The Levant News — Germany is taking measures to better handle the growing influx of refugees and asylum seekers.
- Applications for asylum are being processed more quickly.
- Employment restrictions for asylum seekers have been eased.
- Access to on-the-job training for asylum seekers and refugees allowed to remain in Germany has been made easier.
- 1 million euros in Federal funds for the Bundesländer to deal with refugee influx.
In the first six months of 2015, Germany received nearly 180,000 asylum requests, a 132 percent increase over the same time period in 2014, according to the Federal Office for Migration and Refugees (BAMF). BAMF predicts that it will receive more than 400,000 asylum requests in 2015, which would be twice the amount received in 2014.
Doubling migration office workforce and processing asylum requests more quickly
To deal with the increase in asylum seekers, the Federal Office of Migration and Refugees plans to hire 2,000 more employees by the end of 2016, effectively doubling its workforce. It has already hired hundreds towards this goal and already reported that it is processing asylum requests more rapidly: 5.3 months on average vs. 7.1 months.
Easier access to jobs for asylum seekers and refugees allowed to remain
These refugees from Afghanistan, Eritrea and Syria are taking part in an integration project run by the agency for employment in Hanover designed to help them find jobs faster.
At the beginning of the year, the federal government lifted several restrictions on employment for asylum seekers and those who have been allowed to remain in Germany. The Federal Employment Agency no longer has to do a priority review to determine if German citizens, EU citizens or foreigners with status would be eligible for a particular job before an asylum seeker. This review no longer takes place in the following cases:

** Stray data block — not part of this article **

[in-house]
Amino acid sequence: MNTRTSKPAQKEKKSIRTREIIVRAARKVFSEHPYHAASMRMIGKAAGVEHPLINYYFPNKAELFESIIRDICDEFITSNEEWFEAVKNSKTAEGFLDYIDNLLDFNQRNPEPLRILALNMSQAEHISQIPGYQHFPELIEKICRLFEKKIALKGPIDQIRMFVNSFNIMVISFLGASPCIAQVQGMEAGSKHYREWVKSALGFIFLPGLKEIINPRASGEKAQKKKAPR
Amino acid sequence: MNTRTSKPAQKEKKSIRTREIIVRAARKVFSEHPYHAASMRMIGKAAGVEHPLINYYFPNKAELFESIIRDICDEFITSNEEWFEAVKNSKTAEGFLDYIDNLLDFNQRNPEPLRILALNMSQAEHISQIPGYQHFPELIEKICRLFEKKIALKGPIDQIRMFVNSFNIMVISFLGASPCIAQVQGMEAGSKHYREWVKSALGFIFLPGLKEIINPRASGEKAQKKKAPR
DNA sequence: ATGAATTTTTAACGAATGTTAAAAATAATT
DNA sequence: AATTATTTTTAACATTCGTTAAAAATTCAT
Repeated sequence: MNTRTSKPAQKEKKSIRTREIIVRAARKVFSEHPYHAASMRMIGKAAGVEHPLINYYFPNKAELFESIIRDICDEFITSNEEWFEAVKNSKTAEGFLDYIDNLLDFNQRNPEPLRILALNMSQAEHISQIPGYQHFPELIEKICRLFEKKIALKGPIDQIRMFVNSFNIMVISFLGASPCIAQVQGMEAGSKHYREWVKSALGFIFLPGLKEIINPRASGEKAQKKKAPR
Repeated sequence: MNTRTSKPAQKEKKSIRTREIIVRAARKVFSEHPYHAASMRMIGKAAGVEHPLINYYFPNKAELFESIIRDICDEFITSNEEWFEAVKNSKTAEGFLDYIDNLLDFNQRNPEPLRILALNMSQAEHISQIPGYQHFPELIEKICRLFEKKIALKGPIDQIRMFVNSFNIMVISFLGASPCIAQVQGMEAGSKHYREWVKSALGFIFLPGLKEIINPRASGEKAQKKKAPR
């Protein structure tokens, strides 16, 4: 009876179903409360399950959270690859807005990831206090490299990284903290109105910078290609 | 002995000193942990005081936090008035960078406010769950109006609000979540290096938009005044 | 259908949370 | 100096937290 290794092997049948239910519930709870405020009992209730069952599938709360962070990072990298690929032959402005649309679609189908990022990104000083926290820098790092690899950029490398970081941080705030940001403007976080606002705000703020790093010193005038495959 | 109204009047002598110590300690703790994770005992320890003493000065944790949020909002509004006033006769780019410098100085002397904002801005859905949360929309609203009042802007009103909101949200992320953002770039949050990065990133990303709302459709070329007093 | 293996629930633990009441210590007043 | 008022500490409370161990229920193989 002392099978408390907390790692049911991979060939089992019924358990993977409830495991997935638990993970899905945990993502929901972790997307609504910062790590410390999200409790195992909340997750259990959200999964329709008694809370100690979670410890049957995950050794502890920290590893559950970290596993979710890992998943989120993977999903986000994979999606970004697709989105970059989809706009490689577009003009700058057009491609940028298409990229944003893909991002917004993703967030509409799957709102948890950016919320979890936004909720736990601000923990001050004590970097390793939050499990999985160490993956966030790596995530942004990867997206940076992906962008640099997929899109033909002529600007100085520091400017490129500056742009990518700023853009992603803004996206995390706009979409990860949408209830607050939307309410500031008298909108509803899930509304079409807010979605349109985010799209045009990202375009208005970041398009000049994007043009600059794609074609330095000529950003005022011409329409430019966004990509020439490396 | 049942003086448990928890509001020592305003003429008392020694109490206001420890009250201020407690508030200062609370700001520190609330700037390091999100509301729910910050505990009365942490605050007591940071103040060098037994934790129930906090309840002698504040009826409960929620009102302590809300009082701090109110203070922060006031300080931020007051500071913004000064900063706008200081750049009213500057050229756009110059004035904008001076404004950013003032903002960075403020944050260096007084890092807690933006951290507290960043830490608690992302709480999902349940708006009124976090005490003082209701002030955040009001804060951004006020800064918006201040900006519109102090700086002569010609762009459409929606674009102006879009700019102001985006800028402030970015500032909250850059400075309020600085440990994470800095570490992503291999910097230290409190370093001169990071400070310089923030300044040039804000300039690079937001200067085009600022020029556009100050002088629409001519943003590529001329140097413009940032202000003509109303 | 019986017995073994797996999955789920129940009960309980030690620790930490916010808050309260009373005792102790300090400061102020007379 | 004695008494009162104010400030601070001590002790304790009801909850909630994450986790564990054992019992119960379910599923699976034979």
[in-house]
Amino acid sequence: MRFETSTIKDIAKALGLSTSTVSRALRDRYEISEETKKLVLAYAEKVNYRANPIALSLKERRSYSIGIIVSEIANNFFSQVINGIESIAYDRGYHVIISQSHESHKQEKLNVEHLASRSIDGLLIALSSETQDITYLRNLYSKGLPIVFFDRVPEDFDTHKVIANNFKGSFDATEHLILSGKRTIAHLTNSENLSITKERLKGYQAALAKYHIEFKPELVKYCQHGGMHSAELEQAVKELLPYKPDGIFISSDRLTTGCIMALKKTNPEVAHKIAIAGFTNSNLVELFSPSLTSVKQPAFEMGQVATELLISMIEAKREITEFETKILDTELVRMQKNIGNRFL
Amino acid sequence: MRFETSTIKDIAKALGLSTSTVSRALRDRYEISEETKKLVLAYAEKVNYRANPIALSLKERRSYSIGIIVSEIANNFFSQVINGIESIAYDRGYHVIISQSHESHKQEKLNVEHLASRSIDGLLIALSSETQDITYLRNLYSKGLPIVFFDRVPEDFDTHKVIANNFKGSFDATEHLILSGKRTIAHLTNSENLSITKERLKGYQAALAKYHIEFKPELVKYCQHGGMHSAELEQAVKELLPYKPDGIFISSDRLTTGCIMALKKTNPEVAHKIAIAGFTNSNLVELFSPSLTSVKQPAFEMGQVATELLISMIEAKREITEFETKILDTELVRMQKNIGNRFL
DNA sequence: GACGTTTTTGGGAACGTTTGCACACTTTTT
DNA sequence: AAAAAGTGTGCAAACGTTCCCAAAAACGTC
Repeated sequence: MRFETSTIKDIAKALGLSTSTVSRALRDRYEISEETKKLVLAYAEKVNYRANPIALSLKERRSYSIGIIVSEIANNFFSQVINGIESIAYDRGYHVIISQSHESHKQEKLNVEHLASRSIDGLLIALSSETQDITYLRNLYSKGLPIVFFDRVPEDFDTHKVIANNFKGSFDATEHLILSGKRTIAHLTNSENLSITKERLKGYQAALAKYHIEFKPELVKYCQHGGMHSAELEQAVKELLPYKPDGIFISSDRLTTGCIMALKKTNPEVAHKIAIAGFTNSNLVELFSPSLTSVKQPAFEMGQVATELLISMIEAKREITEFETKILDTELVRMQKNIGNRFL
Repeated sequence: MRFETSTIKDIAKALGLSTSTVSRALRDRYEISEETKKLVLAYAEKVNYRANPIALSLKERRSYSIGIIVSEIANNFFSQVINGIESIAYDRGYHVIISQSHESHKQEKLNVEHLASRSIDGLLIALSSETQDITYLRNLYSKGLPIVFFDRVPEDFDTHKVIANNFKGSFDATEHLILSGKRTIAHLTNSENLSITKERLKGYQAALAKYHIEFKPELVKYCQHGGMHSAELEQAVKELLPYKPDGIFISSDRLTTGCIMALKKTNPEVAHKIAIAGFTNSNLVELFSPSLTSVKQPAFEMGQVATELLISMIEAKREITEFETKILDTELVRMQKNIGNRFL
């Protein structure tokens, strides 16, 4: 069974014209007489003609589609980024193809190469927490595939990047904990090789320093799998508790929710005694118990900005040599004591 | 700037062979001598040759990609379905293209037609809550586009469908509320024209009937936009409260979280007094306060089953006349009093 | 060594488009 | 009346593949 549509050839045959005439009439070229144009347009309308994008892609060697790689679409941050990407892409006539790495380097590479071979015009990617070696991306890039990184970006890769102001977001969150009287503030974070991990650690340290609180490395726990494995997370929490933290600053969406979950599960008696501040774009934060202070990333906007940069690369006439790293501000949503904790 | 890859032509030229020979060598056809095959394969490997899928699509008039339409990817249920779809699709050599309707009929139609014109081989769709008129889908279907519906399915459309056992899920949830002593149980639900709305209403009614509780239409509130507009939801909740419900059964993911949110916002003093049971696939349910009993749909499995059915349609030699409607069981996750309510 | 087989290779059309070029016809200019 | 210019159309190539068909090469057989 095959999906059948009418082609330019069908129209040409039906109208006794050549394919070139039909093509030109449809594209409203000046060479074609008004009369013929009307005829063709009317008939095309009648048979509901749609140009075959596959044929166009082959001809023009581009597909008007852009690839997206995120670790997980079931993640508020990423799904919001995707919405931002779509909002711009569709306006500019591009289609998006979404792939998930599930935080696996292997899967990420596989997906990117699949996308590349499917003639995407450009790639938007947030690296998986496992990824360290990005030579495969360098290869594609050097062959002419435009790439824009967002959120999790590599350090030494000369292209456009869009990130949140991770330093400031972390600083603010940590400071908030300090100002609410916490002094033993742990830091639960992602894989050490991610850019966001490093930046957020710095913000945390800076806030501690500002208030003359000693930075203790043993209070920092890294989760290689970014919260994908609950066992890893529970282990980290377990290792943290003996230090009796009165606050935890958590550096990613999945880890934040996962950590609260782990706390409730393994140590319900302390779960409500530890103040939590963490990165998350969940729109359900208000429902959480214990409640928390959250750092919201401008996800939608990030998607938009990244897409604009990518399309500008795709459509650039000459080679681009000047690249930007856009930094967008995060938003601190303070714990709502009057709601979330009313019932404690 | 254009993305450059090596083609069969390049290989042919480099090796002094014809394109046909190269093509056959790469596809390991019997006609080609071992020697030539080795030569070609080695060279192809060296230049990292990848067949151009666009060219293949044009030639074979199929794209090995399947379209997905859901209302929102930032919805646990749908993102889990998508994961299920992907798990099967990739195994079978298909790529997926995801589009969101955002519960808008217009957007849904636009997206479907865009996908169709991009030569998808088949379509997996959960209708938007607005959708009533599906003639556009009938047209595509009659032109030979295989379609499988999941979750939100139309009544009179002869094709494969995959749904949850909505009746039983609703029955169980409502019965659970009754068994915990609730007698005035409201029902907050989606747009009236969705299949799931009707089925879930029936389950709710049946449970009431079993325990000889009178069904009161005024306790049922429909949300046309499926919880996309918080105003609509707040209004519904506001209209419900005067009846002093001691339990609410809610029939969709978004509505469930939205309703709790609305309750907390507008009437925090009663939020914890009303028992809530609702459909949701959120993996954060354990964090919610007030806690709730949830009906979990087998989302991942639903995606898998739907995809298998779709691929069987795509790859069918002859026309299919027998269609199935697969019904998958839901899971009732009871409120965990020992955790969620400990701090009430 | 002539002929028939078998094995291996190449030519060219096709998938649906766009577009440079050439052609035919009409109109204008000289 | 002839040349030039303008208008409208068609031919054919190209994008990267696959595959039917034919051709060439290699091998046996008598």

College graduates who are applying for jobs in fields with shortages and who fulfill the requirements for an EU Blue Card.
Skilled workers who hold a recognized training for an employment field with shortages or who are taking part in programs to have their qualifications recognized.
Job seekers who have lived in Germany continuously for at least 15 months.
Otherwise, asylum seekers can look for a job after 3 months of residency in Germany, but the agency must do a priority review and approve their employment.
Access to on-the-job training
To support asylum seekers and those allowed to remain in getting into the job market, the Federal Employment Agency will no longer have to approve practical training in certain fields. In Germany, such on-the-job training plays an important role as preparation for permanent employment.
1 million euros in federal funds in 2015
BAMF President Manfred Schmidt at a refugee facility in Ellwangen
The Federal Government will increase its support for the Bundesländer who are dealing with influx of people from 500,000 euros in 2015 to 1 million this year. The Federal Government and the Bundesländer will form a working group to talk about
States and communities are working hard to deal with the unprecedented influx of refugees, with adequate housing and speedy registration being top concerns.
With the ongoing war in Syria and escalating political suppression in Eritrea, Europe has seen an increase in refugees making the dangerous crossing over the Mediterranean Sea. Refugees are also coming over land from Western Balkan states, with Kosovo, Albania, Serbia being the top countries of origin after Syria. Iraq, Afghanistan and Pakistan are also countries of origin with the most growth in refugees.
Source: Welcome to Germany.info